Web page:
Our five-year-old was sick.
For some households, that’s a daily occurrence. But when you live with a child who’s healthier than God, you get a little spoiled.
So when the fever started at midnight and he wandered into our bedroom asking to share some space, it was hard to turn him down.
But I was less than enthusiastic to share our queen-sized bed with two other humans.
Correction: I was less than enthusiastic about the five-inch strip of mattress along the edge of the bed that I had been assigned.
After getting the little guy settled with the big guy, I grabbed my pillow and headed into the guest room in search of wider pastures.
I collapsed on the bed and went to sleep. All was great.
Until 3 a.m. Then all hell broke loose.
It was a scream like no other. Stabbing and full of blood-curling agony.
It pierced through my sleep-addled mind and sent me on full alert. I’m a mom. It’s in my genetic code to Move-Assess-Defend.
I catapulted out of bed and took two quick steps.
And that’s when the Tilt-A-Whirl started, and I thought to myself, “Self? How in the hell did you get on a Tilt-A-Whirl at 3 in the morning?!”
And the next thing I knew I was falling face first. My knees skidded along the floor. My shoulder rammed into the door frame. I landed hard on my wrist and felt a large pop in my bicep.
But nothing was gonna stop me. I started crawling. And yelling. “OHMYGOD! OHMYGOD! OHMYGOD!”
OK. I’m usually calmer under pressure. But that scream had scared the you-know-what right outta me.
I dragged my battered body across the hall and into our bedroom. In the darkness, I could make out the outline form of my husband sitting up in bed. He shouted, “Are you OK?!”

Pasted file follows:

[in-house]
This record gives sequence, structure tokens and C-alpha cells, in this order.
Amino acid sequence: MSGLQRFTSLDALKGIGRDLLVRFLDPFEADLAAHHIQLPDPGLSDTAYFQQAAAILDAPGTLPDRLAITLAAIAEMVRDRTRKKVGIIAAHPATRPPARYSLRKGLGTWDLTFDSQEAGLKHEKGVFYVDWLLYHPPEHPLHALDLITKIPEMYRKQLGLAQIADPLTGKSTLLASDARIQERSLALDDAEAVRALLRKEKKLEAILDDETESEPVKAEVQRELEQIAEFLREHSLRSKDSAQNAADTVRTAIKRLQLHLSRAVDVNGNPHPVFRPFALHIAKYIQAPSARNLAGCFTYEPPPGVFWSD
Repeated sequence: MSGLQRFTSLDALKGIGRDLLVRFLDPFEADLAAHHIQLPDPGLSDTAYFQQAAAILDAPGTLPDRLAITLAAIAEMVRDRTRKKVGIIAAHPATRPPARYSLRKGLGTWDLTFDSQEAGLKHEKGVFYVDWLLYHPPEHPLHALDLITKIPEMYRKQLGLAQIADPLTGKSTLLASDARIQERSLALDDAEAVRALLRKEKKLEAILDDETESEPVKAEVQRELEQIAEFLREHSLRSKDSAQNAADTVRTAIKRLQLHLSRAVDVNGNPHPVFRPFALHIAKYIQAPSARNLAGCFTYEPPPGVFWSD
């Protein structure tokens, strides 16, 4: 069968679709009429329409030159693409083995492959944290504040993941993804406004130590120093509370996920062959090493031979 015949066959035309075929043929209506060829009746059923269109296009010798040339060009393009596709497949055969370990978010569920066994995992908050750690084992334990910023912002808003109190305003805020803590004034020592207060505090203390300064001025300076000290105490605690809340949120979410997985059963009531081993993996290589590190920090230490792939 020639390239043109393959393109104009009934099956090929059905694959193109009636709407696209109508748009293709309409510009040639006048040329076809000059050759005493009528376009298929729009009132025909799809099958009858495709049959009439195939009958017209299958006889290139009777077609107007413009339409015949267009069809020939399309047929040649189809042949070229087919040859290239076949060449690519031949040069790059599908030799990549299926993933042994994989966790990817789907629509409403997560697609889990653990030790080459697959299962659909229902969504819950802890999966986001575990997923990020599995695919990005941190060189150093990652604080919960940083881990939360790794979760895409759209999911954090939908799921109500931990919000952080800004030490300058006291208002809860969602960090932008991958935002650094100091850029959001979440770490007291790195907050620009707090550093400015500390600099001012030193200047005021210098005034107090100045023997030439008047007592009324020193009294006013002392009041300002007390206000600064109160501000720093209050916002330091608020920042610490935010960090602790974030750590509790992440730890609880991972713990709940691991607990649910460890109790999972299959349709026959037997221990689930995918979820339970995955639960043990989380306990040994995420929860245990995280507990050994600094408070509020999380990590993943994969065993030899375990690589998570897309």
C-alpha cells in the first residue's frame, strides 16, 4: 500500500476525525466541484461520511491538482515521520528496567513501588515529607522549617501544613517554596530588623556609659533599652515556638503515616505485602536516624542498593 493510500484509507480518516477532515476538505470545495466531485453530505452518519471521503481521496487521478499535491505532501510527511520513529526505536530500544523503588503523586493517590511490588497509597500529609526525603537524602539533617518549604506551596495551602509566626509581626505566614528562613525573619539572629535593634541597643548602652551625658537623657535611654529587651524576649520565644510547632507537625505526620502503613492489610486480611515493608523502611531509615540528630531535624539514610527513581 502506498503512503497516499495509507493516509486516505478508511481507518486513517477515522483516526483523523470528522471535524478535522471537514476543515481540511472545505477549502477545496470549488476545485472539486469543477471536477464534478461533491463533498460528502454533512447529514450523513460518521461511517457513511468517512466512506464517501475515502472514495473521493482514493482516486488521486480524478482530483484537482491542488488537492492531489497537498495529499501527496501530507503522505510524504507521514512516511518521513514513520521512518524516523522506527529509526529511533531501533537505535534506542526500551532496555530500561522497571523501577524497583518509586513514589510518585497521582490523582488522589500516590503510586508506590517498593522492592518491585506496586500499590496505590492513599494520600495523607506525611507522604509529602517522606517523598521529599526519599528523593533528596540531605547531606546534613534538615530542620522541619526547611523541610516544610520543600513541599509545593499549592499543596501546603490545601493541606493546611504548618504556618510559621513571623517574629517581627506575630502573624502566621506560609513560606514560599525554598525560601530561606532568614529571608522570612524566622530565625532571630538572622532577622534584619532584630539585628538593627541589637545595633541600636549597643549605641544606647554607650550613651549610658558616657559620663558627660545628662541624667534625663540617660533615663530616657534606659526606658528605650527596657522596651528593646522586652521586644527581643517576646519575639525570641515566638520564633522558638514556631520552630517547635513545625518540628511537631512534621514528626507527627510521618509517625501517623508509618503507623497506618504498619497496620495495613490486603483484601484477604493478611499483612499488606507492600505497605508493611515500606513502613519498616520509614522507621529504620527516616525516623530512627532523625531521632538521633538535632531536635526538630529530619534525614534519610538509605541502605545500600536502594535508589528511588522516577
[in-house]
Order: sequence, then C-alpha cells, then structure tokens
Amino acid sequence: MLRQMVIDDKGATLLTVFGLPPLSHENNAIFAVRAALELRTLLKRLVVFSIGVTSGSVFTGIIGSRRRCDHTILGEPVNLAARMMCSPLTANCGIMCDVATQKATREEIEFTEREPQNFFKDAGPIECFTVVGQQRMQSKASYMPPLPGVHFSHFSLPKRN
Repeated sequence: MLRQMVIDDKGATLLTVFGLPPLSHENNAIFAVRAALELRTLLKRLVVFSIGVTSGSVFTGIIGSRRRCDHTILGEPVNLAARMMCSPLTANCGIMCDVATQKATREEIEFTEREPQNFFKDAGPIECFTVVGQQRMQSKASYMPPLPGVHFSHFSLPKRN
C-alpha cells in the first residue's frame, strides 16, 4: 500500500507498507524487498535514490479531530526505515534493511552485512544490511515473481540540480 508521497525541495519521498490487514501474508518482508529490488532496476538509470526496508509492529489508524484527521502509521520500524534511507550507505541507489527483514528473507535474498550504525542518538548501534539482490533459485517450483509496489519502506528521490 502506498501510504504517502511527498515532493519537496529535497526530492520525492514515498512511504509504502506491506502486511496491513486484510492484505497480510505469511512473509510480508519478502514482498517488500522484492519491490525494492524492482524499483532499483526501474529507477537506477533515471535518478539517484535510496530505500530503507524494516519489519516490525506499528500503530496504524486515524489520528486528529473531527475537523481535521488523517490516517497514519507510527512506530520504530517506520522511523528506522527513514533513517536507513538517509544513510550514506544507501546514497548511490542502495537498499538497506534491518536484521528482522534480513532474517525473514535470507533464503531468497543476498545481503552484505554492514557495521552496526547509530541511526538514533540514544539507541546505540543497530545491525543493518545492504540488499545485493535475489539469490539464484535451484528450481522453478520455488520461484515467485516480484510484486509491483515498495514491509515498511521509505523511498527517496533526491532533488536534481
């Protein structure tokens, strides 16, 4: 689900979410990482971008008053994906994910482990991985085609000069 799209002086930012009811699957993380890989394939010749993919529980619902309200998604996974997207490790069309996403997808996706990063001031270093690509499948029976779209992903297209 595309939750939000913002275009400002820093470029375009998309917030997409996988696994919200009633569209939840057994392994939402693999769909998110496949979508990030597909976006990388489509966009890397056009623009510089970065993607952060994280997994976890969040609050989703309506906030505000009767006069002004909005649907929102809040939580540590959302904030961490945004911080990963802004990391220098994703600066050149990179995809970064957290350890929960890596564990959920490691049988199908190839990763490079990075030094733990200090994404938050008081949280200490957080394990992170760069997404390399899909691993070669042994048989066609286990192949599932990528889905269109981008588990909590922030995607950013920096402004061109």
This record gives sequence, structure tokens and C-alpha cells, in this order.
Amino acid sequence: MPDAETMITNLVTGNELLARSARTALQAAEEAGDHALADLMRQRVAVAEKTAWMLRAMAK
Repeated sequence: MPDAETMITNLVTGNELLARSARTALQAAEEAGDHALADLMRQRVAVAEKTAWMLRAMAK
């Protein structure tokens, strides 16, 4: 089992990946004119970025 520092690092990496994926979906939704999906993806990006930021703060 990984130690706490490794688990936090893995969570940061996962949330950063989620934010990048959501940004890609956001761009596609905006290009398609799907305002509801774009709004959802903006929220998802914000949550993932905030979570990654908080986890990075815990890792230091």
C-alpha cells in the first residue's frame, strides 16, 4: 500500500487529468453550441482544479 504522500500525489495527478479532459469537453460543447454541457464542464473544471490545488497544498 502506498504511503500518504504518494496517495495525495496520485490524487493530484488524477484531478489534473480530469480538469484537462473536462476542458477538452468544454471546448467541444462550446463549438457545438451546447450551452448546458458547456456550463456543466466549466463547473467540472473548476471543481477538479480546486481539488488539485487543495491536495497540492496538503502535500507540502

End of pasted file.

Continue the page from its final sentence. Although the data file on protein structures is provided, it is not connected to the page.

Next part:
I reached over and grabbed Gabe. “Answer Daddy!”
A pause, then my husband pointed at me and clarified, “I’m talking to you!”
That’s when I noticed our son had already fallen back asleep. Oh. Guess we’ll mark this one up to a bad dream and move along.
I sighed in relief then shrugged my shoulders and answered sweetly, “Why? What did I do?”
He snorted in response and said, “Out there. Across the hallway. What the hell happened to you?”
“Oh.” Pause. “That.” Another pause. “I ran into a little trouble.”
My husband asked, “What kind of trouble?”
Sigh. “My feet.”
I reached over and clicked on the table lamp. I closed my eyes and asked my husband, “How bad is it?”
I heard him shuffle a bit closer, followed by “Ewww!”
I cracked one eye slowly open and peered down. My right knee didn’t look too bad. Already swelling like I’d taken a baseball bat to it, but no blood. That was good.
Then my vision shifted over to the left leg and - !
It looked like I had raked it with a cheese grater then smacked it with a hammer then finished it off with a hot iron set to steam.
And it was oozing something that probably could be used for some whacked out Voodoo ritual involving a skinned chicken.
I flopped back onto the floor, landed on my busted shoulder, dropped the F bomb then gently rolled onto the other side.
“Are you just gonna sleep there?” my husband asked.
What a stupid question. I was never going to sleep again. I ignored him and asked, “Am I gonna need a skin graft or something?”
“No,” he chucked. “It’ll be OK.”
I didn’t believe him and gestured toward the knee of nastiness. “Seriously? I’m gonna need a skin graft. Maybe I’ll get lucky and the doctors will take it off my rear.”
“You won’t need a skin graft, and they won’t take it off your rear,” he muttered, grabbing his pillow and covers and obviously planning to go back to sleep. Oh. I don’t think so.
“Why not?” I asked. “I’ve got a lot to spare back there.”